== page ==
His family’s farm, White Oak Pastures, dates back all the way to 1866. So by the time Will Harris took over it, he became a sixth generation farmer.
He followed in the footsteps of his great-great-grandfather, his great-grandfather, his grandfather, and his father before him.
As you’ll hear more about in this episode, Will also went to school for agriculture and he implemented everything he was taught there on his family’s farm.
But after 20+ years of doing this, he had a gut instinct that this wasn’t the way to run the farm, despite everything he had been taught in school.
He followed his instincts and radically transformed his family’s farm going back to the methods his great-great-grandfather used.
And now Will Harris uses a regenerative agriculture approach on his farm, which benefits his animals, the environment, and the people on the farm and in the local community surrounding it.
Will explains why that is in this episode and he also dives into how his farm went full circle — from using industrialization and commoditization after WWII to taking a humane animal husbandry approach and focusing on environmental sustainability.
You’ll also hear more about how this approach isn’t the most profitable and why that doesn’t matter to Will.
Will also describes the issues he faced early on and why he continues to hit roadblocks despite doing the right thing.
If you’re not familiar with the term “greenwashing,” you’ll also discover what that is, why it’s so detrimental, and how big corporations are continuing to deceive people.The mistake we’ve made so often is to apply reductionist science to a complex system like a farm. In doing so, you get unintended consequences. Click To Tweet
On top of being a sixth generation farmer, Will has become a leader in the humane animal husbandry and environmental sustainability space.
He’s the immediate past President of the Board of Directors of Georgia Organics and the Beef Director of the American Grassfed Association.
Will was even selected as the 2011 Business Person of the year for Georgia.
And the reason he’s held such prestigious honors is because he’s not profit-driven, which you’ll hear more about when you tune in.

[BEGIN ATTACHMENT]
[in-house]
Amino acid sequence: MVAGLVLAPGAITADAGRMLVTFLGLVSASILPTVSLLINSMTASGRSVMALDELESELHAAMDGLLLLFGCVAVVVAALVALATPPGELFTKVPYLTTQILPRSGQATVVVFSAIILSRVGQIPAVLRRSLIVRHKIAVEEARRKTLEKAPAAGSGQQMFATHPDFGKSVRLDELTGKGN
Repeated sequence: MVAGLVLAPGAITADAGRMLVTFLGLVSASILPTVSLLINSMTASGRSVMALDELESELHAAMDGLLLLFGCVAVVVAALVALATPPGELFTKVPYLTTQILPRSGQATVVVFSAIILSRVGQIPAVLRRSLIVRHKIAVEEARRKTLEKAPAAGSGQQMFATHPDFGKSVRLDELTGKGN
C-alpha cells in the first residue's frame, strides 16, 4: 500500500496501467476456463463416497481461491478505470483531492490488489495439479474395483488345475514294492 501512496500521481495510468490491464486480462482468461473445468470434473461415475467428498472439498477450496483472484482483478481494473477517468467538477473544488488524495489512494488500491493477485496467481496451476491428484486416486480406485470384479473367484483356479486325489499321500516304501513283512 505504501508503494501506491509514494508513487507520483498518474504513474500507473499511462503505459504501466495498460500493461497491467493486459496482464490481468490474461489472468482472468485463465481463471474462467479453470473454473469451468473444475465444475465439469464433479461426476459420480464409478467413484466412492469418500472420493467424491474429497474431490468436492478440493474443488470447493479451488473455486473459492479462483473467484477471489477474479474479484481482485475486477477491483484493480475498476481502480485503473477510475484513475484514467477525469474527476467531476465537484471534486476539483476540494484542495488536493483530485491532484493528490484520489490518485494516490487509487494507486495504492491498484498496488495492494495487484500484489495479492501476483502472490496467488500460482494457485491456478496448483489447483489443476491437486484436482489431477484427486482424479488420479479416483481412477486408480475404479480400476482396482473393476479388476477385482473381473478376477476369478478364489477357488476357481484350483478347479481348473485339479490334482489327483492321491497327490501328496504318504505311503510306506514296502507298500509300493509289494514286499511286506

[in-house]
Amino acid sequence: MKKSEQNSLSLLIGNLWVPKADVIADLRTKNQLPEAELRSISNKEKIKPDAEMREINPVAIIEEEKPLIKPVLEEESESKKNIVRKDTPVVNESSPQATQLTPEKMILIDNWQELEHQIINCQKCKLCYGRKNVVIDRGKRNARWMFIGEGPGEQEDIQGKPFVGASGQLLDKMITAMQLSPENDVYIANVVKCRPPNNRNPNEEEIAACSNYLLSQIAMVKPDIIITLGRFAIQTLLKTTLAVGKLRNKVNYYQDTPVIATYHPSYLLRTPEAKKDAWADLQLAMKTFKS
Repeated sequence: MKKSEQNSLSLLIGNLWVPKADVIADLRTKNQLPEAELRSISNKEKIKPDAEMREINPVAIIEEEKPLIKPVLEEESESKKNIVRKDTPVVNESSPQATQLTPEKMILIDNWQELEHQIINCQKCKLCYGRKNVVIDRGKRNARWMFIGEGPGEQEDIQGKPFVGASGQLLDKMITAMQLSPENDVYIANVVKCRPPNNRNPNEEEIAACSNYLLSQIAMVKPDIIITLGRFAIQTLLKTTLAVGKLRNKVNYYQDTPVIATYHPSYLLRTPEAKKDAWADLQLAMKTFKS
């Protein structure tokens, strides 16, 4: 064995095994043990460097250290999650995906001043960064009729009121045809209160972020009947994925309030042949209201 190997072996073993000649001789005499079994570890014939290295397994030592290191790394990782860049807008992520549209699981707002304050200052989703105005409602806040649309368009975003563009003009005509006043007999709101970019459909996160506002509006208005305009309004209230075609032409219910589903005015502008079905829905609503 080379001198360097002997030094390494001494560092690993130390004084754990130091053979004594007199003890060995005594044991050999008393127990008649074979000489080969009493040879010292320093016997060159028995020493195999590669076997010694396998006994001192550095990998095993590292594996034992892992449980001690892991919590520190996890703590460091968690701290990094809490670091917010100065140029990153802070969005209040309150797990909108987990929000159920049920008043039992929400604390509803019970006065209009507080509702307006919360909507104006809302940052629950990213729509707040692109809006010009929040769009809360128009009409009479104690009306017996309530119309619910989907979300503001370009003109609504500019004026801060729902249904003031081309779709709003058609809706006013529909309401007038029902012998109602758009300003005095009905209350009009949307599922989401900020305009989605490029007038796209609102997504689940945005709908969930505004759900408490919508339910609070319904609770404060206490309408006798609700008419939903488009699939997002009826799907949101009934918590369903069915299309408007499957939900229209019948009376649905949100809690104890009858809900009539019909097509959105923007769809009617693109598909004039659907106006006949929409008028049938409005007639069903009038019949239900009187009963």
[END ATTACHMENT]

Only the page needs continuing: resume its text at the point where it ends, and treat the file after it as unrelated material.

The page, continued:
Will cares about keeping mother nature happy along with making sure his animals and the people surrounding them are taken care of properly.
To say Will is a leader in this space is an understatement. He’s paving the road for a better future and ensuring that both present and future generations to come will benefit from the hard work his family’s farm puts in today.
Because of that, I can’t wait to share this episode with you.
Here’s a peek at the topics Will and I cover:
- What a day in the life of Will Harris, a sixth generation farmer, looks like and how he manages 5,000 acres of land and 160 employees
- How Will’s family farm has changed over the years, including what changes World War II brought with it
- The negative consequences his family’s farm endured due to industrialization and commoditization
- How long it took his family’s farm to recover from this and the year he started transitioning it
- Why Will follows the teachings of Allan Savory and what he put into practice after learning his ways
- More about reductionist science and why it doesn’t work in all cases, including when it comes to farming
- Will also shares his background and what he put into place after graduating and why this didn’t work for him
- The pivotal point in Will’s career that he realized something needed to change
- What changed after this point
- What’s the typical timeframe for a monocrop based farm system to change over to something like regenerative farming?
- The consequences of monocrop farming
- How the organic matter in soil changes from a monocrop system to regenerative farming
- What it’s going to take to shift public opinion towards regenerative agriculture
- Will also shares what he chooses to grow on his land and why
- How he assesses his land to see what needs to be changed
- Why he used to sell his meat wholesale and why he no longer does
- What made him transition his way of harvesting meat
- Why he later switched how his farm produces, harvests, and packages what he grows on his land
- How Will came up against greenwashing, what that is, and why it’s completely unethical
- How the distribution of food needs to change to make a difference
- How Will’s family uses every part of the animal
- How to tell if the meat you’re buying is produced on a farm that takes into consideration the welfare of the animals
Mentioned in This Episode
- Will Harris’ White Oaks Pastures website
- Will Harris’ White Oaks Pastures Twitter, Instagram, Facebook, and YouTube channel
- White Oaks Pastures Land Regeneration
- The Natural State Podcast Episode 076: Jesse Griffiths – Hunting for Better Food Quality
- The Natural State Podcast Episode 078: Robby Sansom – The Benefits of Regenerative Agriculture
- The Natural State Podcast Episode 082: Dr. Paul Saladino – Sustainability of Meat-Based vs. Plant-Based Diets
- Is Eating Meat Bad for The Planet?
- Is the Impossible Burger Healthy?